5. No Recovery of Attorney's Fees In Default Judgment
New law: A landlord may not recover attorneys' fees upon a default judgment. (P46 L15)
What it means: Pretty self-explanatory, if a tenant fails to appear in court for eviction and a default judgment is made in the Landlord's favor, the Landlord may not attempt to recover any attorney's fees.
Thoughts: While not earth-shattering, its arbitrary and unfair for a Landlord to relinquish their right to recover damages incurred to them caused by a tenant failing to uphold their contractual obligations merely because that tenant fails to show up for their court date.
6. Receipts Must Be Provided For Rent
New law: Upon the receipt of the payment of rent for residential premises in the form of cash, or any instrument other than the personal check of the lessee, it shall be the duty of the lessor, or any agent of the lessor authorized to receive rent, to provide the lessee with a written receipt containing the following: 1. The date; 2. The amount; 3. The identity of the premises and period for which paid; and 4. The signature and title of the person receiving the rent. A lessee may request, in writing, that a lessor provide a receipt for rent paid by personal check.
What it means: Landlords must provide written receipts for all cash payments of rent, and provide receipts if requested in writing by a tenant for personal checks.
Thoughts: No issue here, this one is common sense and should already be a best practice by competent Landlords.
7. Late Rent Notices to be Sent By Certified Mail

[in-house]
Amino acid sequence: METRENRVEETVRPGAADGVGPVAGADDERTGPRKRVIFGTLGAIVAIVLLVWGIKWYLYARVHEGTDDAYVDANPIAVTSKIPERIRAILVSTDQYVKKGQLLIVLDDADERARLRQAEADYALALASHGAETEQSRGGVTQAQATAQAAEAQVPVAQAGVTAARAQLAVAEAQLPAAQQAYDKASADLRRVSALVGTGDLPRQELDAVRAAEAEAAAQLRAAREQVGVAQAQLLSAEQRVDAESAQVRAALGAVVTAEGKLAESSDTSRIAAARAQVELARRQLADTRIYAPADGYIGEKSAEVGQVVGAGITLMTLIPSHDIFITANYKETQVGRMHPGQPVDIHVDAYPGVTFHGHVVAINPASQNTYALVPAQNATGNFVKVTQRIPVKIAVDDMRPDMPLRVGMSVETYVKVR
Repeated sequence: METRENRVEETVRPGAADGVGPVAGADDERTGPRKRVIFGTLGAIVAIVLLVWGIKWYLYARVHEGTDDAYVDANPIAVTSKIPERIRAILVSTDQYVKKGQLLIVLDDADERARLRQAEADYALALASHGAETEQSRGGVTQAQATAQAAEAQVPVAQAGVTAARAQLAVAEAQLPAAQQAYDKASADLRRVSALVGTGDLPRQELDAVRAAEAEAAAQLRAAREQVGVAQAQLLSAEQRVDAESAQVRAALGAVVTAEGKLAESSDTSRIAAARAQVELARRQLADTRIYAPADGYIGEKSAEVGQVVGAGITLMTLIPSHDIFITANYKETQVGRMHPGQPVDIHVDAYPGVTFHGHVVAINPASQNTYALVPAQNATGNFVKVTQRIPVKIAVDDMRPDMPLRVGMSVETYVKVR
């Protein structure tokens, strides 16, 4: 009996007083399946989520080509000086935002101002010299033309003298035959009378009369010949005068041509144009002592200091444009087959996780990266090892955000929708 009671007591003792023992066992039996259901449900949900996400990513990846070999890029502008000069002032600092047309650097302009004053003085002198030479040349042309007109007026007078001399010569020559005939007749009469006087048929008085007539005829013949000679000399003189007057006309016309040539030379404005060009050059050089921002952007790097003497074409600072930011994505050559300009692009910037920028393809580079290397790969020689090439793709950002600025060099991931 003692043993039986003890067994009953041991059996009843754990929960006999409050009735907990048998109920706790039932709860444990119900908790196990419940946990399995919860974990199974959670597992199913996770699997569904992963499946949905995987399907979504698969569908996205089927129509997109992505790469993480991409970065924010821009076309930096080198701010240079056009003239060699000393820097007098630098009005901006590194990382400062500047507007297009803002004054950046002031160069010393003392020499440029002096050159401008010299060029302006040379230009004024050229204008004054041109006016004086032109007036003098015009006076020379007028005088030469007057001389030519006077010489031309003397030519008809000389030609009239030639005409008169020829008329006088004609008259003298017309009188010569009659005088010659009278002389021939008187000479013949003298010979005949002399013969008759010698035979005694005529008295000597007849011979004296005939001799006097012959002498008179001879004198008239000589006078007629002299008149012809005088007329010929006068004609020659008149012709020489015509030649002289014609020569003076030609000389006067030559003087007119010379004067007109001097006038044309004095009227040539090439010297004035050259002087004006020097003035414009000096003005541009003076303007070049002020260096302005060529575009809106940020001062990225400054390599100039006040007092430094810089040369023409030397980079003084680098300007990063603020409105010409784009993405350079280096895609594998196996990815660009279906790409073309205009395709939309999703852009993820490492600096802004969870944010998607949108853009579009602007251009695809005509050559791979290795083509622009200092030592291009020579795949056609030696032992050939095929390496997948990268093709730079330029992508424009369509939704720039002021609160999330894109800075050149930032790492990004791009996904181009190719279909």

New law: If a lessor, or an agent of a lessor authorized to receive rent, fails to receive payment for rent within five days of the date specified in a lease agreement, such lessor or agent shall send the lessee, by certified mail, a written notice stating the failure to receive such rent payment. (P46 L45)
What it means: You must now mail a certified letter to a tenant notifying them that rent is late after 5 days, emails or texts are not sufficient even if acknowledged by the tenant.
Thoughts: A needless administrative headache and expense for Landlords. For example, 100% of the tenants we manage owe rent on the 1st and pay online or with cash at any CVS location, and receive instant receipts. Is it really necessary to remind them rent is past due by certified mail?
8. Limitation on Application Fees
New law: A landlord, lessor, sub-lessor or grantor may charge a fee or fees to reimburse costs associated with conducting a background check and credit check, provided the cumulative fee or fees for such checks is no more than the actual cost of the background check and credit check or twenty dollars, whichever is less. (P47 L16)